“Seahawk MOJO, is an acronym that stands for Seahawk Modern Jazz Orchestra,” Marshall explained.

Because he was out of town and pressed for time, he sent a letter explaining Seahawk MOJO’s mission. It started with a great need to put music education back into the elementary schools.

“Few Americans need to be reminded of the long-term damage caused by the removal of arts education, including music, from the curriculum in our public schools,” Marshall wrote. “Jazz education teaches a ‘universal language’ that can serve as a tool for personal, social and economic empowerment. It’s a language that expresses the ironies of our American democracy, especially for the disenfranchised, with humor, joy, boundless artistry, and imagination.”

Doug Yagaloff believes 'Town Jazz' will help local shopkeepers

During this event, Seahawk MOJO is operating under its parent non-profit organization, the Idyllwild Master Chorale. Marshall has long played bass for the Master Chorale events, including their Messiah program.

Although the next generation of jazz musicians will benefit from this “Town Jazz” event, another group set to benefit: Idyllwild shopkeepers, innkeepers and restauranteurs. The Idyllwild Business Roundtable and the Idyllwild Chamber of Commerce are managing the business end of the “Town Jazz” event, namely sending out promotion, bringing in volunteers, and managing the two-evening event.

“Town Jazz is going to bring back jazz to the town of Idyllwild,” said Doug Yagaloff, who co-owns Mountain Harvest Market in Strawberry Plaza. “Too often, business owners have been left out of the Jazz in the Pines weekend. We don’t hear the music and business revenue goes down, so this year, we’re going to reverse course.”

Doug spoke frankly about Idyllwild business owners wanting to be part of Jazz in the Pines weekend.

“There are three categories of people that we want to reach that weekend: those who come for the concert and stay overnight and might eat dinner in town. There are those who come for the day to hear a specific jazz musician, but leave immediately afterwards. Then there are the locals, who may like jazz music, but the $65 daily price ticket is out of their reach.”

Town Jazz, at $10 a ticket, can appeal to all of these groups. It offers a nice musical lineup outside JoAn’s restaurant in the center of town. Seating, drinks, food and bathrooms are provided by JoAn’s. The Business Roundtable rented 300 extra chairs, and expect to attract 400 to 500 people for the two-day event.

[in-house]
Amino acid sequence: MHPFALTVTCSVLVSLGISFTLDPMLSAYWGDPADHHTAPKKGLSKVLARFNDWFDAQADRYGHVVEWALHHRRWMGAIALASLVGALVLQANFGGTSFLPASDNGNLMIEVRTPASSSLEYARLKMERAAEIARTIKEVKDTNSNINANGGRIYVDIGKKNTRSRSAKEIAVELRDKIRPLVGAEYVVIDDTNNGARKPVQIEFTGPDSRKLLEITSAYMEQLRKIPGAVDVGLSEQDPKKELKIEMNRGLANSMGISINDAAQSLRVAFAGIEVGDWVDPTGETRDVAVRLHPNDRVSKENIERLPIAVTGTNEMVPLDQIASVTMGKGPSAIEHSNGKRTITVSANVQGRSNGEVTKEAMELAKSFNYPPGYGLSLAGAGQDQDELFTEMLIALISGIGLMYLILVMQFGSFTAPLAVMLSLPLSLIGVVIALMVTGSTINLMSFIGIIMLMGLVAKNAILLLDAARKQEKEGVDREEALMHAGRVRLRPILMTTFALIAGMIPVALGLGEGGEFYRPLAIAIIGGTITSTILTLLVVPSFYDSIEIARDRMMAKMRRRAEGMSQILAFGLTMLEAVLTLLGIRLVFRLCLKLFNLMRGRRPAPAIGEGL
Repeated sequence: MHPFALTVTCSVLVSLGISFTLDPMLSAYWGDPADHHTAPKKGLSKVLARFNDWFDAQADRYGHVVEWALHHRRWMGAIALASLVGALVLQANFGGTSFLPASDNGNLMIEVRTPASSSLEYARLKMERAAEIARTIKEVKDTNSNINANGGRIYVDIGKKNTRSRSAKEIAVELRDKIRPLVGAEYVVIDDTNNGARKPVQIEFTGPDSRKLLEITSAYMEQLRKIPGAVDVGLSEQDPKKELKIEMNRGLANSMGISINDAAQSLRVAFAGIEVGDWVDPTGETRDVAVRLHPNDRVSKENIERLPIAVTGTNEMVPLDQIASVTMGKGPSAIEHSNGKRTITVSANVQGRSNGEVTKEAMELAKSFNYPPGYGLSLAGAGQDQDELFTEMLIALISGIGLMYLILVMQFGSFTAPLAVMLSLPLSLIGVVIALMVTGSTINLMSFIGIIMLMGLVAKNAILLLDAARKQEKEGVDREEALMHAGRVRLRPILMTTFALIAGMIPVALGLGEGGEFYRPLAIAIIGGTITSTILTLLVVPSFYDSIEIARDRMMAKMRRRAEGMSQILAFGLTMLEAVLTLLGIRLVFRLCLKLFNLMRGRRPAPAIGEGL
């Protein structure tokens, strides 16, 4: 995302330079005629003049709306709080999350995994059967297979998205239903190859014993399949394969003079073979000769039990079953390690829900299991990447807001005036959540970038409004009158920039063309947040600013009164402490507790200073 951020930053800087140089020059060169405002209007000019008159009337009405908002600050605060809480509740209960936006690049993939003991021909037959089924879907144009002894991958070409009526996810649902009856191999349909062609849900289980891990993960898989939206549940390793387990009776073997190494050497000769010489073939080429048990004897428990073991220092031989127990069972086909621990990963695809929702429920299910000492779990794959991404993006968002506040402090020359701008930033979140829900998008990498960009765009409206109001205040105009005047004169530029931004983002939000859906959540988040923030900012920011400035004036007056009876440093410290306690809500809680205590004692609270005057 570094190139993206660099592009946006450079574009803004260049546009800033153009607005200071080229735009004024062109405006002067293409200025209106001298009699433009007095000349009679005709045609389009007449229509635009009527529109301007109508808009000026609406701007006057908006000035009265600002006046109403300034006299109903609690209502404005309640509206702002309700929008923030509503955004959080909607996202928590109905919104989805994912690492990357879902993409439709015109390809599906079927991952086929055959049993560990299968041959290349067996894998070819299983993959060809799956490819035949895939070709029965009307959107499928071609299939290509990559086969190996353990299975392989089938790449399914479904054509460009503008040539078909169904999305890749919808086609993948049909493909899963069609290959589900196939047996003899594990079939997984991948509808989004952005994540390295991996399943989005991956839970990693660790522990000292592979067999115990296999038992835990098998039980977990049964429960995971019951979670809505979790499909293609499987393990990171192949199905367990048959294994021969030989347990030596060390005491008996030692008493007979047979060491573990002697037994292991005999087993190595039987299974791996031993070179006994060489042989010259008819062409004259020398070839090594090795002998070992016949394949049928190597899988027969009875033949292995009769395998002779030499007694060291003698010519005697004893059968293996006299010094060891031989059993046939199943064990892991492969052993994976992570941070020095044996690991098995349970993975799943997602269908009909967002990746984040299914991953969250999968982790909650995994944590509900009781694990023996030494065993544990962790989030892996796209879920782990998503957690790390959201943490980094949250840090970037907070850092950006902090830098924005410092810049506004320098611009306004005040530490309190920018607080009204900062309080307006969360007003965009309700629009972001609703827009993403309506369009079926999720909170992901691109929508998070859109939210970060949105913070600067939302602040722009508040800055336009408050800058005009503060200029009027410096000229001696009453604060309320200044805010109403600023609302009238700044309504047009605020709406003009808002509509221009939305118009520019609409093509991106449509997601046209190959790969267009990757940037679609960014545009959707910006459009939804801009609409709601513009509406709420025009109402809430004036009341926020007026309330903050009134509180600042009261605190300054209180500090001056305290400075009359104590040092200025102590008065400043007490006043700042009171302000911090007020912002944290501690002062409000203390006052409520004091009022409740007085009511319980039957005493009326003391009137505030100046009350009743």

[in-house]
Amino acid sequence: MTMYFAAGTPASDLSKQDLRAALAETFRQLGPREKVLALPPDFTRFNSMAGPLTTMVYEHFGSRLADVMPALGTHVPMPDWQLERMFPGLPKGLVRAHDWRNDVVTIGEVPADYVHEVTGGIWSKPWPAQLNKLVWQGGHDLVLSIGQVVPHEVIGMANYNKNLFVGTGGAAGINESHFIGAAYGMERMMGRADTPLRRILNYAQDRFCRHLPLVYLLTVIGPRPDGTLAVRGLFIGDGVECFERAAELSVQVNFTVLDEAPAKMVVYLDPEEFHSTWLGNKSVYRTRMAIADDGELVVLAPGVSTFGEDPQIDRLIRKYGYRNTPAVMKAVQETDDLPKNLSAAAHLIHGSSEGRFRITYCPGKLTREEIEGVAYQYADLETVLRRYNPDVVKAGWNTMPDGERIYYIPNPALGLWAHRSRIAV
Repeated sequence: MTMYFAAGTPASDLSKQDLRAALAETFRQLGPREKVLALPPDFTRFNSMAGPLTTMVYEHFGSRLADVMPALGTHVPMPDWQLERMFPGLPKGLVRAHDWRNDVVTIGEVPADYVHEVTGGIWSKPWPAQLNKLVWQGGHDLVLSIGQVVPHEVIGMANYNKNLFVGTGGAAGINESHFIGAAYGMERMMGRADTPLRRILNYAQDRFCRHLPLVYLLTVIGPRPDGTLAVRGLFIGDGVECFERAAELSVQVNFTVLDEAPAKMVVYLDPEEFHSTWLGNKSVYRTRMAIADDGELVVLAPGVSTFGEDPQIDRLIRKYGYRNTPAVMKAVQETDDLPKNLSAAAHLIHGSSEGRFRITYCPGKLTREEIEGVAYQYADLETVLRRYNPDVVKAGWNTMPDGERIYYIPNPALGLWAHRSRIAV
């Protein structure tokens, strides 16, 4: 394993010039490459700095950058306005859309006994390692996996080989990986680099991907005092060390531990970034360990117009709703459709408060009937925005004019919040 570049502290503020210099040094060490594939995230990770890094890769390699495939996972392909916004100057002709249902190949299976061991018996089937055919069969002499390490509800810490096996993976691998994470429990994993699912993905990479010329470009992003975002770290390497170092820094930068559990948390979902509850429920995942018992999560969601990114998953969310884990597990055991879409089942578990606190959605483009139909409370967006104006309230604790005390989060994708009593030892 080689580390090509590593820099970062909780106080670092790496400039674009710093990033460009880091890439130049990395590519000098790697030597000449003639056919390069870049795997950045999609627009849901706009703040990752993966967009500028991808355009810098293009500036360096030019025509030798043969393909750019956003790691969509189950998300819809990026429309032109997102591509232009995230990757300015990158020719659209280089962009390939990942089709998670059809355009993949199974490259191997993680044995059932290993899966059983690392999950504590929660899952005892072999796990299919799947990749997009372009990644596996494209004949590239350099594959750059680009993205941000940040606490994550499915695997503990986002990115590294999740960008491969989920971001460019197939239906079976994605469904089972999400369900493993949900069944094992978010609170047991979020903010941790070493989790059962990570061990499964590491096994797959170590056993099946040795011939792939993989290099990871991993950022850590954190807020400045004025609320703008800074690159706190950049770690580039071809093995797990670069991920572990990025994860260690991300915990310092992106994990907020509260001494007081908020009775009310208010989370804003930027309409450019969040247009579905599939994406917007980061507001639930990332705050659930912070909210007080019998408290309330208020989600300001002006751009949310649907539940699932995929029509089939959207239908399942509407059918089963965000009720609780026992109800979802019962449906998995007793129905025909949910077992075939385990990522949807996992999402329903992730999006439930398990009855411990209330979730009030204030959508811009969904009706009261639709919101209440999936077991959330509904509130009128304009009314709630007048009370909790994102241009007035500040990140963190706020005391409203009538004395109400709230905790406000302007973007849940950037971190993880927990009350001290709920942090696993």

Ticket sales cover costs for the musicians, while everyone else is volunteering their efforts, Doug said. He estimates it will cost about $4,000 to put on the Town Jazz event. He hopes to recoup those expenses in ticket, T-shirts and poster sales.

Cafe Aroma, which also features jazz musicians during Jazz in the Pines weekend, fully supports the efforts of Town Jazz, Doug said.

“Frank and Hubert think there’s enough jazz for all of Idyllwild that weekend,” he said. “It’s a win-win situation for everyone.”

Doug said that Idyllwild Arts Associates, the nonprofit group that hosts Jazz in the Pines, is supporting Marshall’s “Town Jazz”

event.

T-shirts, with Marshall's image, will be sold for $13 and $15

“They came and spoke with us at our Business Roundtable, and we’re also hosting a booth at their event,” Doug said. “Everything’s cool.”

Tickets for “Town Jazz with Marshall Hawkins” are $10 each, and can be purchased at Mountain Harvest Market and the Spruce Moose. T-shirts with Marshall’s image, will be available for sale starting Friday, Aug. 26, for $13 each/$15 for larger sizes.

For more information on the event, visit www.IDY4U.com/jazz.

Published on: Aug 19, 2011 @ 1:49 E

 

 

 

Where’s Leo? He’s Playing for the Queen of Sweden

Monday, August 15th, 2011

'He's the best violinist in Germany right now,' said Christoph Wynecken of Leo, age 15.

By Marcia E. Gawecki

When the 10 German students took a day off from their music lessons at Idyllwild Arts to swim at Laguna Beach on Sunday, someone was missing.

“Where’s Leo?” I asked Christoph Wynecken, who teaches violin and viola during the Summer Program.

Wynecken has been bringing his music students from Stuttgart, and other cities in Germany to Idyllwild to play in the Chamber Orchestra for eight years now.

Part of their California experience is going to the beach on Sundays.

Last year, Leo and the other German students went to Venice Beach to experience its zany characters and arts peddlers on the boardwalk (See ‘German Students See Sand and Surf,’ Idyllwild Me blog entry, dated Aug. 16.)

Leo was a typical 14-year-old, chatting incessantly in German, rough housing with his friends and taking pictures of everything. He even warmed up to the idea of going to the Armand Hammer Art museum after the beach.

“Why do we have to go?” Leo asked, sunburned and tired.

“Because there’s more to California than just beaches,” Christoph said. “There’s a lot of culture here.”

During the many orchestra and chamber concerts performed during the summer, Christoph gave Leo, the youngest violinist, a chance to play first chair.

“We are more casual about first chair, and second chair in Germany,” Christoph said later Sunday night at In-and-Out Burger in Moreno Valley. “But he did a fine job of leading the orchestra.”

So where is Leo, the violin prodigy?

“He’s playing for the Queen of Sweden,” Christoph said with a smile.

He didn’t elaborate on the details, but it sounded like Leo has already performed for the queen several times. Not a bad gig for a pre-teen.

(from L) Christoph gives instructions to German students at Venice Beach last year.